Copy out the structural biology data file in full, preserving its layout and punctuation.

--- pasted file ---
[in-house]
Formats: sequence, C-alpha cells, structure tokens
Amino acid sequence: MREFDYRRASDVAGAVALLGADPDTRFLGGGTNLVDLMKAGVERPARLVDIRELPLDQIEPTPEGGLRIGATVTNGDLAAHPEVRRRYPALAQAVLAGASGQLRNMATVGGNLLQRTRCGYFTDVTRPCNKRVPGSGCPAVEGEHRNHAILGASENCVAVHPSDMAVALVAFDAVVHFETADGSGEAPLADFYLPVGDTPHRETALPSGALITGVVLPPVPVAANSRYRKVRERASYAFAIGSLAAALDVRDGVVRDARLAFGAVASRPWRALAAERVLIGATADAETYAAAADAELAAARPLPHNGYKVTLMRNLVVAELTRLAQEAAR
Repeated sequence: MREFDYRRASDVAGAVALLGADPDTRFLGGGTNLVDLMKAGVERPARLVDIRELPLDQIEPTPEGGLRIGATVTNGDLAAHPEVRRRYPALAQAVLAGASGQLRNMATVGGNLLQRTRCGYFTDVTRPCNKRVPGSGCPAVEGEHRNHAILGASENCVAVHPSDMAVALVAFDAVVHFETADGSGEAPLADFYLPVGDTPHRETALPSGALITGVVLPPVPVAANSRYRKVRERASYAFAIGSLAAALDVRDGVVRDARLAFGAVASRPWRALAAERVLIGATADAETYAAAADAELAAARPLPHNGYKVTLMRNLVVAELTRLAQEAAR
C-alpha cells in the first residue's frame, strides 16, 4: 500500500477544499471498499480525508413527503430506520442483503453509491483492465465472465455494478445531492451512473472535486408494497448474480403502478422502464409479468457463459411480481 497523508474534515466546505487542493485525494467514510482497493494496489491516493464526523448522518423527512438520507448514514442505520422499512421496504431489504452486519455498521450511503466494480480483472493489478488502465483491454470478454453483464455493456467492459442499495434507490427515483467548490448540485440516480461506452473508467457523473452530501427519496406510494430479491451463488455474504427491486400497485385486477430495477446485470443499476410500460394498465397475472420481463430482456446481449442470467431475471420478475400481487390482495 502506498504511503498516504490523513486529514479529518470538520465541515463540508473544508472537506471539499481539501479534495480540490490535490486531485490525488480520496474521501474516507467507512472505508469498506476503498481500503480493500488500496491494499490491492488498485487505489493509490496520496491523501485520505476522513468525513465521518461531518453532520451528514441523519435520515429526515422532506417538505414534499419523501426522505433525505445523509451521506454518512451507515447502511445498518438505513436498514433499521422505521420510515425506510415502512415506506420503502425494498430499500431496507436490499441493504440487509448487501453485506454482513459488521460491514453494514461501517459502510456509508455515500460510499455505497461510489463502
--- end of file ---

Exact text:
[in-house]
Formats: sequence, C-alpha cells, structure tokens
Amino acid sequence: MREFDYRRASDVAGAVALLGADPDTRFLGGGTNLVDLMKAGVERPARLVDIRELPLDQIEPTPEGGLRIGATVTNGDLAAHPEVRRRYPALAQAVLAGASGQLRNMATVGGNLLQRTRCGYFTDVTRPCNKRVPGSGCPAVEGEHRNHAILGASENCVAVHPSDMAVALVAFDAVVHFETADGSGEAPLADFYLPVGDTPHRETALPSGALITGVVLPPVPVAANSRYRKVRERASYAFAIGSLAAALDVRDGVVRDARLAFGAVASRPWRALAAERVLIGATADAETYAAAADAELAAARPLPHNGYKVTLMRNLVVAELTRLAQEAAR
Repeated sequence: MREFDYRRASDVAGAVALLGADPDTRFLGGGTNLVDLMKAGVERPARLVDIRELPLDQIEPTPEGGLRIGATVTNGDLAAHPEVRRRYPALAQAVLAGASGQLRNMATVGGNLLQRTRCGYFTDVTRPCNKRVPGSGCPAVEGEHRNHAILGASENCVAVHPSDMAVALVAFDAVVHFETADGSGEAPLADFYLPVGDTPHRETALPSGALITGVVLPPVPVAANSRYRKVRERASYAFAIGSLAAALDVRDGVVRDARLAFGAVASRPWRALAAERVLIGATADAETYAAAADAELAAARPLPHNGYKVTLMRNLVVAELTRLAQEAAR
C-alpha cells in the first residue's frame, strides 16, 4: 500500500477544499471498499480525508413527503430506520442483503453509491483492465465472465455494478445531492451512473472535486408494497448474480403502478422502464409479468457463459411480481 497523508474534515466546505487542493485525494467514510482497493494496489491516493464526523448522518423527512438520507448514514442505520422499512421496504431489504452486519455498521450511503466494480480483472493489478488502465483491454470478454453483464455493456467492459442499495434507490427515483467548490448540485440516480461506452473508467457523473452530501427519496406510494430479491451463488455474504427491486400497485385486477430495477446485470443499476410500460394498465397475472420481463430482456446481449442470467431475471420478475400481487390482495 502506498504511503498516504490523513486529514479529518470538520465541515463540508473544508472537506471539499481539501479534495480540490490535490486531485490525488480520496474521501474516507467507512472505508469498506476503498481500503480493500488500496491494499490491492488498485487505489493509490496520496491523501485520505476522513468525513465521518461531518453532520451528514441523519435520515429526515422532506417538505414534499419523501426522505433525505445523509451521506454518512451507515447502511445498518438505513436498514433499521422505521420510515425506510415502512415506506420503502425494498430499500431496507436490499441493504440487509448487501453485506454482513459488521460491514453494514461501517459502510456509508455515500460510499455505497461510489463502